Judge finds state statue would cause child plaintiffs 'irreparable harm'...
By Ernest A. Canning on 6/14/2023, 9:57am PT  

Last week, a U.S. District Court judge in the Southern District of Florida issued an important preliminary injunction [PDF] to a cruel state measure blocking medical treatment for transgender kids.

Relying upon medical science and a U.S. 8th Circuit Court of Appeal decision handed-down last year, Judge Robert Hinkle temporarily enjoined provisions of a Republican-engineered state statute and rules issued by state medical boards to enforce it, which make it a crime and grounds for terminating a license to practice medicine, for physicians who furnish minors (under 18) with gender-affirming care.

In his 44-page ruling, Judge Hinkle found that the plaintiffs (adolescent transgender children and their parents) were likely to succeed in their claims that the state's new restriction on gender-affirming care violates the Due Process and Equal Protection Clauses of the 14th Amendment to the U.S. Constitution. Allowing the law to take effect, he explained, was likely to cause "irreparable harm" to the child plaintiffs...

Medical science

Judge Hinkle brushed aside the bias and hysteria that led to passage of FL's statute. That bias and hysteria could be found in the remarks of one defense "expert" who claimed that "gender-affirming care is a 'lie', a 'moral violation,' a 'huge evil,' and 'diabolical'." Those assertions, along with claims that "treatment of transgender individuals is either a 'woke idea' or profiteering by the pharmaceutical industry or doctors" amounted to nothing more than "dog whistles", according to the court.

As conceded by the medical defendants, including the Sunshine State's Surgeon General and the physician members of the state's medical boards, "gender identity is real."

"With extraordinarily rare exceptions," the court noted, "every person is born with external characteristics, male or female, and chromosomes to match." This is what is known as a person's "natal" sex. For more than 99% of individuals, "gender identity" matches each person's natal sex. Thus, more than 99% of individuals are "cisgender". "For less than 1%, the natal sex and gender identity is opposite" ("transgender").

Transgender people face a much higher risk of mental health disorders, the judge found, including gender dysphoria. He wrote that the established and widely accepted standards of care in such cases begin with a "comprehensive biopsychosocial assessment", followed by...

First, for patients at or near the onset of puberty, medications known as GnRH agonists can delay the onset or continuation of puberty and thus can reduce the development of secondary sex characteristics inconsistent with the patient's gender identity...

Second, cross sex hormones --- testosterone for transgender males, estrogen for transgender females --- can promote the development and maintenance of characteristics consistent with the patient’s gender identity and can limit the development and maintenance of characteristics consistent with the patient's natal sex.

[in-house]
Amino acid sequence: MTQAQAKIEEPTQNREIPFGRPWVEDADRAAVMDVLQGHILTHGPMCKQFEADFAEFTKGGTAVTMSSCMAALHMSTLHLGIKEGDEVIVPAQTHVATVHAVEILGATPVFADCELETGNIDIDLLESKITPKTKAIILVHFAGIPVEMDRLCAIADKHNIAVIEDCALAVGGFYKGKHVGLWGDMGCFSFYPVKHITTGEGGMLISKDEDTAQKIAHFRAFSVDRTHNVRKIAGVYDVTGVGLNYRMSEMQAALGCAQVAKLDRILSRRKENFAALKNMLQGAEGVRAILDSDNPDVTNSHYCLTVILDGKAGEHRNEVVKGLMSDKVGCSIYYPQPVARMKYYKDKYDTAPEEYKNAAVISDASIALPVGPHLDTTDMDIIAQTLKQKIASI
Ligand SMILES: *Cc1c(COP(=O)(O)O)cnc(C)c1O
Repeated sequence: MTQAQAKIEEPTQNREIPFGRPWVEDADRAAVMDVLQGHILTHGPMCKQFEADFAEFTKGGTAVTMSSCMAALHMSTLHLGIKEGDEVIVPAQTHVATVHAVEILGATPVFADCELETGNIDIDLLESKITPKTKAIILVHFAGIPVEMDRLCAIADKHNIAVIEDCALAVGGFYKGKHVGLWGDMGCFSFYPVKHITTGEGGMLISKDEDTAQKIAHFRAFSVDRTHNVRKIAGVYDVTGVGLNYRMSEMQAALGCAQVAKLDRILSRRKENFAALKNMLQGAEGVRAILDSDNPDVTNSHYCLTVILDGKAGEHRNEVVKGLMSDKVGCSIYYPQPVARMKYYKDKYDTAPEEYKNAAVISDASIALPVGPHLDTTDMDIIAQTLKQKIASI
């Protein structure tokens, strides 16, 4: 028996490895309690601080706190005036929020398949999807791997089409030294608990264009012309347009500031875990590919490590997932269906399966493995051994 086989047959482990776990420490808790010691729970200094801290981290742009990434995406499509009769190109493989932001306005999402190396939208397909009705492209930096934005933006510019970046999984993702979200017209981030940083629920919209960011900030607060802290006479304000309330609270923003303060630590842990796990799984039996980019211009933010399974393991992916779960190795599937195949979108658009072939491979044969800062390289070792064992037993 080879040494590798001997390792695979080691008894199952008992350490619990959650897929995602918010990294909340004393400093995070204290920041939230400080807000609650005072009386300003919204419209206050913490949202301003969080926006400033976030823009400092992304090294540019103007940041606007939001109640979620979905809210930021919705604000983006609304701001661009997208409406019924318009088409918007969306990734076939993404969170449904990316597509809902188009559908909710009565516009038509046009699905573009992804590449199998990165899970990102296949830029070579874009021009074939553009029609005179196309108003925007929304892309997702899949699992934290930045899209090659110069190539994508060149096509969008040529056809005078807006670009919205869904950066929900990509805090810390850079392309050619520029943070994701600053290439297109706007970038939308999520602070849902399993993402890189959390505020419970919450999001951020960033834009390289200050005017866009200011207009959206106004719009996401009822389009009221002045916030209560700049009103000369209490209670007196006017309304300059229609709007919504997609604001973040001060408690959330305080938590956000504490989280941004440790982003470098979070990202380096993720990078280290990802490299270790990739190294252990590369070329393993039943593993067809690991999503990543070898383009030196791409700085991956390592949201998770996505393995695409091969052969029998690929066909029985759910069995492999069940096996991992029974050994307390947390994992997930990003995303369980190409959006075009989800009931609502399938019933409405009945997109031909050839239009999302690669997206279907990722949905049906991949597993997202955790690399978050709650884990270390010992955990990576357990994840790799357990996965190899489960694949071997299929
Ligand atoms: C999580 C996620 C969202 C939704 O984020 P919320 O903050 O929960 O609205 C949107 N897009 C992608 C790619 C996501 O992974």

Irreparable harm

Judge Hinkle found that the "adolescent children [plaintiffs] will suffer irreparable harm --- the unwanted and irreversible progression of puberty in their natal sex --- if they do not promptly begin treatment."

"The treatment," the court concluded, "will affect the patients themselves, nobody else." Gender-affirming care does not harm either society or the defendants in this case.

The court's description of the lead plaintiff, Susan Doe, an 11-year old transgender girl, underscores that conclusion.

"From a young age," the decision recites, Susan "consistently told her mother she was a girl. She experienced extreme anxiety and distress about wearing boys clothing. Wearing girls clothes made her 'happy, glowing and sincere'."

Susan, it turns out, is not only known as a girl by her school peers but is also described as a female in her government issued ID.

All of her medical providers determined GnRH agonists will be medically necessary when she begins puberty. But the statute and rules would force her to go through male puberty. This will "out" her as a transgender to her peers and will have devastating physical, emotional and psychological effects.

Beyond Florida and Arkansas

Judge Hinkle cited a decision handed down last year by the U.S. 8th Circuit Court of Appeal, Brandt v. Rutledge. In Brandt, the 8th Circuit upheld a District Court decision to enjoin a near identical anti-gender-affirming care law passed in Arkansas.

But Arkansas and Florida are not the only Red States in which unscientific, anti-trans hysteria has led to bans on necessary, physician-recommended medical care. Nearly 31% "of transgender youth live in states that have passed bans on gender affirming care," according to the Human Rights Campaign.

Critically, both Judge Hinkle's and the 8th Circuit's decision may now be cited as precedent by organizations like the ACLU, which has filed lawsuits challenging anti-gender-affirming care in Indiana and Montana. There are a number of challenges to similar laws in other states, as more and more Republicans endeavor to come between patients and their doctors.

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Ernest A. Canning is a retired attorney, author, and Vietnam Veteran (4th Infantry, Central Highlands 1968). He previously served as a Senior Advisor to Veterans For Bernie. Canning has been a member of the California state bar since 1977. In addition to a juris doctor, he has received both undergraduate and graduate degrees in political science. Follow him on twitter: @cann4ing

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